If so many readers (well, maybe book bloggers in particular)
despise dislike them so much, then why do so many books that we read still have them? It’s not like they happen that much in real life. There must be a reason why they are so prevalent — even if not all of us like it.
As far as I can determine, there are several reasons (and I’m sure there are more than the ones I list in this post). A love triangle, in many respects, seems to be like an author’s multipurpose tool.
1. To create romantic tension.
Perhaps the most obvious reason. The best fictional romances aren’t portrayed as the ‘perfect relationship’ without any bumps. So if the author doesn’t create other issues in the relationship (confusion about feelings, forbidden love, arguments, etc.), a love triangle can be used to create tension in the relationships in the book — after all, what creates more confusion and drama than two (or more) love interests?
2. To reveal different sides to the main character (MC).
Though this may not be why an author creates a love triangle, to me this seems like the most intelligent way in which they are used. These warring aspects of a MC still exist separate from the love interests, but a love triangle can spotlight them.
Take Alina Starkov from The Grisha Trilogy, for example. Her best friend Mal represents everything about her past, background, and the girl she was (and still in many ways is) before she got her powers. On the other hand, The Darkling understands Alina’s powers and the loneliness it brings. He knows what it is the be tempted by power. And so these two parts of Alina war with each other just as her heart is pulled in different directions.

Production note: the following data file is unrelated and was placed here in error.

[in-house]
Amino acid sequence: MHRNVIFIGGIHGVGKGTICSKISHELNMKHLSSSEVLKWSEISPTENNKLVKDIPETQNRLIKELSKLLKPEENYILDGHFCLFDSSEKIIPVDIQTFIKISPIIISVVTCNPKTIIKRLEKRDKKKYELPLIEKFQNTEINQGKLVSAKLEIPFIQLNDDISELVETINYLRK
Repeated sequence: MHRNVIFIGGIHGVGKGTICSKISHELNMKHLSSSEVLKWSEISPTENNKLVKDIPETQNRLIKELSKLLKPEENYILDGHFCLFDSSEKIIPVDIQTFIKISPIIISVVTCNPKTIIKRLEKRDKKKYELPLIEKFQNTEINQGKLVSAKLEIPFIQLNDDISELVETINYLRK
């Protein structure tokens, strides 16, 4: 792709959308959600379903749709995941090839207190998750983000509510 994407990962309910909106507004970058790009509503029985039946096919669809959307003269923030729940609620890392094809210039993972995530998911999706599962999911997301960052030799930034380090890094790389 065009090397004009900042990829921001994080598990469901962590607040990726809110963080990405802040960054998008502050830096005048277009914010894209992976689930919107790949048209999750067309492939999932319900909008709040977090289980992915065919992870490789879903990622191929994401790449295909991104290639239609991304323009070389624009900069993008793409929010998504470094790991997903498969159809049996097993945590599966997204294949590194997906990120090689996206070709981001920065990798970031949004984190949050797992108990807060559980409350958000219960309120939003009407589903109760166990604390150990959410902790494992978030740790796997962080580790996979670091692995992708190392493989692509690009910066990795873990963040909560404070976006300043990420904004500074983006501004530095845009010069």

3. To highlight/start rebellion.
Ah, the classic good boy/bad boy dilemma. It reflects the way a MC wishes to change something about their life — be it their reputation, persona, boundaries, etc. The ‘bad boy’ helps the MC rebel in whichever sense they choose.
The Matched trilogy is a prime example, though perhaps not my favorite (I ended up on the wrong side of the triangle. sigh). Cassia is ‘matched’ by the Society to her friend Xander, but seeks to live outside of the Society’s control by being with rebel Ky. This might prove to be less true nearer to the end of the series, but it was definitely strong in Matched. Ky is Cassia’s first step towards rebellion and his rebelliousness seems to be the first thing that attracted her to him.
This is not to say that every love triangle is constructive, necessarily. Some series feature seemingly useless love triangles. But I hope this makes you as reader stop and think about why the author may have decided to play with your emotions so (not just to be cruel, haha).
Why do you think authors use love triangles? Does there being a reason make you any less annoyed? Can you think of any well-used love triangles?